Basic Star Trails Shot
Star trail shots make truly beautiful photos. They are really not that hard to capture - they just require a lot of time to get a good shot. Most star trail exposures will be several hours in length. When you make a mistake and need to restart the shot, you may have just wasted several hours of time.
In this shot aove the expsoure was about ~45 mins. Let's go over how I setup the shot.
With star trail photos a tripod is mandatory. The heavier and sturdier the tripod the better. However you can use your camera bag or other weights to weight down a standard tripod if you need to.
The second most crititcal aspect of setting up the shot is making sure that you are in an area that is protected from the wind. Since your exposure is so long you may find that a windy night will really mess up the focus on the shot.
Wehn you have your location and tripod setup it is now time to frame your shot. For this step you will want to change your aperture, shutter and falsh settings so that you can take some sample shots without having to wait for the long exposure. Take a few normal shots with the flash to make sur eyou like your composition and arrangement. make adjustments as needed until you find the composition you like. Try to have something in the foreground, a tree, rock, building, mountain, etc all make great foreground elements for star trail photography.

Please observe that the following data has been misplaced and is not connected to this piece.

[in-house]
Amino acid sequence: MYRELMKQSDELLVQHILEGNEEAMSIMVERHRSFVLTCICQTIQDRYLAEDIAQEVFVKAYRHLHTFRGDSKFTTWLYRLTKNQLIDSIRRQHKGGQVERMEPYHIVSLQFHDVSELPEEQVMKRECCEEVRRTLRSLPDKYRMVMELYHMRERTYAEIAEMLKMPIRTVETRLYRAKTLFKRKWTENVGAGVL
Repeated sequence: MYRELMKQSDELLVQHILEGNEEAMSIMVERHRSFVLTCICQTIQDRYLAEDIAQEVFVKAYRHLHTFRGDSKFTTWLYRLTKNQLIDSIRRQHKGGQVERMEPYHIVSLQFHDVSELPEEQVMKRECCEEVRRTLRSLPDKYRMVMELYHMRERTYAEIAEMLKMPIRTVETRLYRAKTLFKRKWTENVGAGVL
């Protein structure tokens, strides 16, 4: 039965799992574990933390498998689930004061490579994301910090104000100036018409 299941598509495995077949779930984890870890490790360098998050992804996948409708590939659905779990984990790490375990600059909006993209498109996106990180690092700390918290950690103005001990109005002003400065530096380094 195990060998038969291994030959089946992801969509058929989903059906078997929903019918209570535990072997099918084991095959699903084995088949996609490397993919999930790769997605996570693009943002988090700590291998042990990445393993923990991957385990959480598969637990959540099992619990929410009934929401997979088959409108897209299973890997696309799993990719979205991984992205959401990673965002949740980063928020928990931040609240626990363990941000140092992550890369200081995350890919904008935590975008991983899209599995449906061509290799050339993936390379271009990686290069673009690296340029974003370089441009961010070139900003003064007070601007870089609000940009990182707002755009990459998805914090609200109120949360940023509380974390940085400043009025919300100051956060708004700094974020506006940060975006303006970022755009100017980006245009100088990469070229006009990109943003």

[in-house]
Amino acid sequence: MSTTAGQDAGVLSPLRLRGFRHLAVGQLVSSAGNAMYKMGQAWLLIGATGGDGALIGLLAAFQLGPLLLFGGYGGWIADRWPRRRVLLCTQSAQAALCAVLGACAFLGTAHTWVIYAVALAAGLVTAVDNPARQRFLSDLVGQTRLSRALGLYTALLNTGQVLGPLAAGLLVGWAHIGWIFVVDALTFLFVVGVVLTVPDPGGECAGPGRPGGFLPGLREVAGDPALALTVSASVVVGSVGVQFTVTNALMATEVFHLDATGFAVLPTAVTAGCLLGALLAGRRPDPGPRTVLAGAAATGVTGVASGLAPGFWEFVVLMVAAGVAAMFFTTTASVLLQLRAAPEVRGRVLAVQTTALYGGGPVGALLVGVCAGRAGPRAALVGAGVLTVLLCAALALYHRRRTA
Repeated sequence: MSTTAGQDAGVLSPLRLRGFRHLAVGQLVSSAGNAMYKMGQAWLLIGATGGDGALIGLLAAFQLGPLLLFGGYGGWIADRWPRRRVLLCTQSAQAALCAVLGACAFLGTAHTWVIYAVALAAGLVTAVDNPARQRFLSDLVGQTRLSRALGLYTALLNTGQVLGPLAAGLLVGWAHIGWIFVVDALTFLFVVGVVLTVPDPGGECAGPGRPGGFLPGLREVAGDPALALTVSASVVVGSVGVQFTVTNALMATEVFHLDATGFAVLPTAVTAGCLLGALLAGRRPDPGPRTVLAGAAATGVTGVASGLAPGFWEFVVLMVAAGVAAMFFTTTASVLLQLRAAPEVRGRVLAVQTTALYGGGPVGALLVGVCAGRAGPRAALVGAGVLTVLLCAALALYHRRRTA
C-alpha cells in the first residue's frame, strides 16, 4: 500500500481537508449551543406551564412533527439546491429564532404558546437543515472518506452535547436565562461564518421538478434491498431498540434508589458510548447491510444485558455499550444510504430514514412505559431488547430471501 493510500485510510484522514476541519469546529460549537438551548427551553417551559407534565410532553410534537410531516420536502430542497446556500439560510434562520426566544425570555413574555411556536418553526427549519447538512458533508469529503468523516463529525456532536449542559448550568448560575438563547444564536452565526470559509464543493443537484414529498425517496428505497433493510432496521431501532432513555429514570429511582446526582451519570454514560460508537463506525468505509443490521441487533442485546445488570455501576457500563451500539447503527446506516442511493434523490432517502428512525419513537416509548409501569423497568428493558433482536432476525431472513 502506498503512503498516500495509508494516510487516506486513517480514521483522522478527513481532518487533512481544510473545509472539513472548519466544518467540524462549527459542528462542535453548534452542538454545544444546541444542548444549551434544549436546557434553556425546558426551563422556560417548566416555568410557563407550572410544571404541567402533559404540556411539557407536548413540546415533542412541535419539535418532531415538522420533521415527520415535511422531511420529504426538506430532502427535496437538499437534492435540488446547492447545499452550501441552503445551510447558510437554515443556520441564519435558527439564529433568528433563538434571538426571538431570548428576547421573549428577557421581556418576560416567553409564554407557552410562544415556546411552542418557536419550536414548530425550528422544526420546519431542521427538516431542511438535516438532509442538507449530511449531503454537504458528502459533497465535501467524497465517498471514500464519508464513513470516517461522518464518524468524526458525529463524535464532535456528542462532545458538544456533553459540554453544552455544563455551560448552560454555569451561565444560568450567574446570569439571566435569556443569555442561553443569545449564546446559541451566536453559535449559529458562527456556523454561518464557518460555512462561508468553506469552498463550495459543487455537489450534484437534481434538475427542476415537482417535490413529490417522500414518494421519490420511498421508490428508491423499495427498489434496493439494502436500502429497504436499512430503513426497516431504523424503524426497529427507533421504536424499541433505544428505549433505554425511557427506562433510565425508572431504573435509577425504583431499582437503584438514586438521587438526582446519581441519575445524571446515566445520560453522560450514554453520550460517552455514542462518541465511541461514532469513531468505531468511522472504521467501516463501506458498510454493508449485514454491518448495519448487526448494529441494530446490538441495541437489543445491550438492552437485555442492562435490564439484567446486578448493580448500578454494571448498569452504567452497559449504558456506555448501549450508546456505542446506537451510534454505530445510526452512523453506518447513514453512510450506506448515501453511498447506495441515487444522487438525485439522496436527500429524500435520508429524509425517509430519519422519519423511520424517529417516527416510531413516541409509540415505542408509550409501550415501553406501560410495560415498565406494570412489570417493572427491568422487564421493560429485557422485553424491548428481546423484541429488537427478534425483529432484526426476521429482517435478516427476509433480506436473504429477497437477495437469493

Once you have your shot composed the way you want it you can now setup your expsoure settings. For star trail photography you will be using the "BULB" setting within your camera. This allows you to hold the shutter open until you manually close it. For this step a shutter release cable is pretty mandatory so that you can lock the shutter open without having to hold your finger against your camera.
The last step in star trail photography is knowing just how long to keep the shutter open. There is a little bit of both an art and a science to this. The science is that you do not want to let to much light in which will cause your sky to go grey and get a littl ebit of washout. On the other hand, you might not have several hours to commit to the time star trail. In the exampel above I used an aperture of f8 and an ISO of 200. Looking back I should have used an ISO of 100 to reduce as much noise as possible. I also would have liked to have used a larger aperture but I had limited time to work that night. Generally I try to capture star trail shots over an hour in length, using a middle to large aperture and an ISO of 100.
Ben Hall lives in the San Francisco Bay Area working as a software engineer. Photography is a side passion that Ben can't seem to get enough of. His favorite subjects are Landscapes, Underwater and action shots.